Carol McFarland

Associate in Research | Extension Coordinator for the WSU Farmers’ Network

Washington State University
Pullman, WA



  • B.S. Montana State University | Agroecology
  • Graduate Certificate in Sustainable Agriculture
  • MSc. Washington State University | Soil Science

Skills and Expertise

Soil Health, Agroecology, Soil Acidification, Food Systems, Food Security, Outreach, Stakeholder Engagement, Participatory Extension, Community Development, Project Management, Science Communication

Role in the CAF-LTAR

As the lead of the WSU Farmers’ Network my work is focused towards stakeholder engagement through participatory co-innovation and the co-production of research. The Farmers’ Network partners with growers around the region in support of on-farm experimentation, and making connections with useful and usable applied agroecological research at the forefront.

Current Research Projects

  • Visualizing Microbial Agroecology (funded by WSARE)
  • On-Farm Experimentation
  • Soil Health Outreach

Selected Products

  • McFarland, Carol, Claire Friedrichsen, Haiying Tao, Maren Friesen. Working together for soil health: using Liberating Structures for participatory learning in Extension. Journal of Extension. Pending publication.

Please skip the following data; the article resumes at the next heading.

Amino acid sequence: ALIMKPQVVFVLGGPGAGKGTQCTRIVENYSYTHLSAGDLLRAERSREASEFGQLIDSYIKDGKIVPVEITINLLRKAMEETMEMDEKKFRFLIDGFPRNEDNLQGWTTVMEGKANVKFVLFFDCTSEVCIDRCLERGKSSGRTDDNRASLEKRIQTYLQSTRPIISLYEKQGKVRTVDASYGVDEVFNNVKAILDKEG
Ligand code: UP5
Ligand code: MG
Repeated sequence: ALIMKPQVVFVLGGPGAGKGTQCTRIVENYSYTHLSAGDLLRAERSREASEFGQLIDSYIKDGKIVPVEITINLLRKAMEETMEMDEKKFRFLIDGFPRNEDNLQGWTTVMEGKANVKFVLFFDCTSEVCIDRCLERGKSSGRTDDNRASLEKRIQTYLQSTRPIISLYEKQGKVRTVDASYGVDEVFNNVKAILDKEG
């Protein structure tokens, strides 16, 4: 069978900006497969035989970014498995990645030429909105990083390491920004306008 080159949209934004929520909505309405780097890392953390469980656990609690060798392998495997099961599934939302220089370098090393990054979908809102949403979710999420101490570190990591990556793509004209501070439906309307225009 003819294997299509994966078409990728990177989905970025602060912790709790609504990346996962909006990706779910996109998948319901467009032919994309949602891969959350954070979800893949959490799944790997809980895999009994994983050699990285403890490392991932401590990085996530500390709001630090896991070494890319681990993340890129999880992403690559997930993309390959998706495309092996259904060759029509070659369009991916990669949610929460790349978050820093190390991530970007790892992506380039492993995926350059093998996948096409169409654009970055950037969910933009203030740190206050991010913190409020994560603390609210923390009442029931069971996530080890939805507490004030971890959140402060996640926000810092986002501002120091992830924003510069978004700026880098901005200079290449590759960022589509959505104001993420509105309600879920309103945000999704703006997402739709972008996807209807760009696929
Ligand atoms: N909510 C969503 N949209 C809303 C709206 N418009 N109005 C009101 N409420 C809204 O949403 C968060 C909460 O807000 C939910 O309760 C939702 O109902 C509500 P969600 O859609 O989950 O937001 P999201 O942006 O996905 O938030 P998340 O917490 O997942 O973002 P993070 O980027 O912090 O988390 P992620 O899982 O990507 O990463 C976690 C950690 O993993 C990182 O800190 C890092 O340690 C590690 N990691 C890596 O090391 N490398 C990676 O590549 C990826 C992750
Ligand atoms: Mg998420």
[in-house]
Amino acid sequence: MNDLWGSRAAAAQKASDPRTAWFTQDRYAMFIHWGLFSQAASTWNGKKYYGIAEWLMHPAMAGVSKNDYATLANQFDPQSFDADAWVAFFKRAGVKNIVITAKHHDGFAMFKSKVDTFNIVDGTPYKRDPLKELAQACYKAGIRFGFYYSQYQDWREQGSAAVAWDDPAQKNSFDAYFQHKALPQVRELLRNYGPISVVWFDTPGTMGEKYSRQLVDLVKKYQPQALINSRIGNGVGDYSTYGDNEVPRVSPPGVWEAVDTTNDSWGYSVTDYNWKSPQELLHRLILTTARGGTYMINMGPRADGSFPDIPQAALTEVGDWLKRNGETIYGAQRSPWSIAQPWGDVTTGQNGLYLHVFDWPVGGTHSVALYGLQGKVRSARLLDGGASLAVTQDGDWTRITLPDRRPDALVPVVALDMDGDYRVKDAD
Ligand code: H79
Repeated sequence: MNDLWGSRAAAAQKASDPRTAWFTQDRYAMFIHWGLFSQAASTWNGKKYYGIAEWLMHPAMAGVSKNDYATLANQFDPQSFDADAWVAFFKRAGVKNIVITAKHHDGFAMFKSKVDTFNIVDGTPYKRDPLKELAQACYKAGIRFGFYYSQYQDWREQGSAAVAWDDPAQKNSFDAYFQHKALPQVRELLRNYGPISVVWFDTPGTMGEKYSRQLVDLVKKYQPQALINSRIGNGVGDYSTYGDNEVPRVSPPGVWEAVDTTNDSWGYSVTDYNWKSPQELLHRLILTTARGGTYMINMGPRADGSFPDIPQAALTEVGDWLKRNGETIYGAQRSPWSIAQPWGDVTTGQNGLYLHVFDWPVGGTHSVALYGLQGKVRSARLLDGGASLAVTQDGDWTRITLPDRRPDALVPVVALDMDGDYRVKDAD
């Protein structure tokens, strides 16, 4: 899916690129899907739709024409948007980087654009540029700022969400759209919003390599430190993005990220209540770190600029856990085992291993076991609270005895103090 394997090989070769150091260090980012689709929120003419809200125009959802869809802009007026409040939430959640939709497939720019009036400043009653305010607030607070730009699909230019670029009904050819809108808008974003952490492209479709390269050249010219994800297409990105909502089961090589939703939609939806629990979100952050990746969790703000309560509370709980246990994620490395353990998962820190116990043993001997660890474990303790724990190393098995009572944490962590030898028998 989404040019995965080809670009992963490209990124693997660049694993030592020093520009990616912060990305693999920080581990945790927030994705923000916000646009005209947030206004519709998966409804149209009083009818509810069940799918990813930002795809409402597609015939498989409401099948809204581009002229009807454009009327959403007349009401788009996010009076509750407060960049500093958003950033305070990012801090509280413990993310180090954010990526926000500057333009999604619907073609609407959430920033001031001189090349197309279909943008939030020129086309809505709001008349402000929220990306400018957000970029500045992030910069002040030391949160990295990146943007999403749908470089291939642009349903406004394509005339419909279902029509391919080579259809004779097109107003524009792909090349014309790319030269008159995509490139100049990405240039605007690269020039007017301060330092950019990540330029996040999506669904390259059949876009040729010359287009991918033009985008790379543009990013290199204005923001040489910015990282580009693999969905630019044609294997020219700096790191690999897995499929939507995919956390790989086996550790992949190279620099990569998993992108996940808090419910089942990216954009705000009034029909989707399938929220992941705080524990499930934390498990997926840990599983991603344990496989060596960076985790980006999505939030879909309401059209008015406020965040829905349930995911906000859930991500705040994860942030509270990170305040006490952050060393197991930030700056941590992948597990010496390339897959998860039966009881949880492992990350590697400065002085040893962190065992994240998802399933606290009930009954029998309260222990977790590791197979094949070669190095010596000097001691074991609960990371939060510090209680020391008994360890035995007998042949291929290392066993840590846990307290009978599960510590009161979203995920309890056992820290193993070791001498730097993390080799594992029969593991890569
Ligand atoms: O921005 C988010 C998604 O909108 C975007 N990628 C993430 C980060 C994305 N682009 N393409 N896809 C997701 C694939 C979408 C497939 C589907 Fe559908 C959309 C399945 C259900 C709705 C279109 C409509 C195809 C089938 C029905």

• Friedrichsen, Claire, Sheryl Hagen-Zakariason, Maren L. Friesen, Carol McFarland, Haiying Tao, J.D. Wulfhorst. Soil health and well-being: redefining soil health based on a plurality of values. Soil Security: 2 (2021) 
  • McFarland, Carol, Santosh Shiwakoti, Lynne Carpenter-Boggs, Kurt Schroeder, Tabitha Brown, David R. Huggins. 2020. Evaluating buffer methods for determining lime requirement on acidified agricultural soils of the Palouse. Soil Science Society of America Journal.
  • Lewis, Ricky W., Victoria P. Barth, Todd Coffey, Carol McFarland, David R. Huggins, and Tarah S. Sullivan. Altered bacterial communities in long-term no-till soils associated with stratification of soluble Aluminum and soil pH. Soil systems: 2018.v2(7).
  • McFarland, Carol, Dave Huggins, Rich Koenig. Soil pH and Implications for Management. FS170. Washington State University Extension Bulletin. 2015.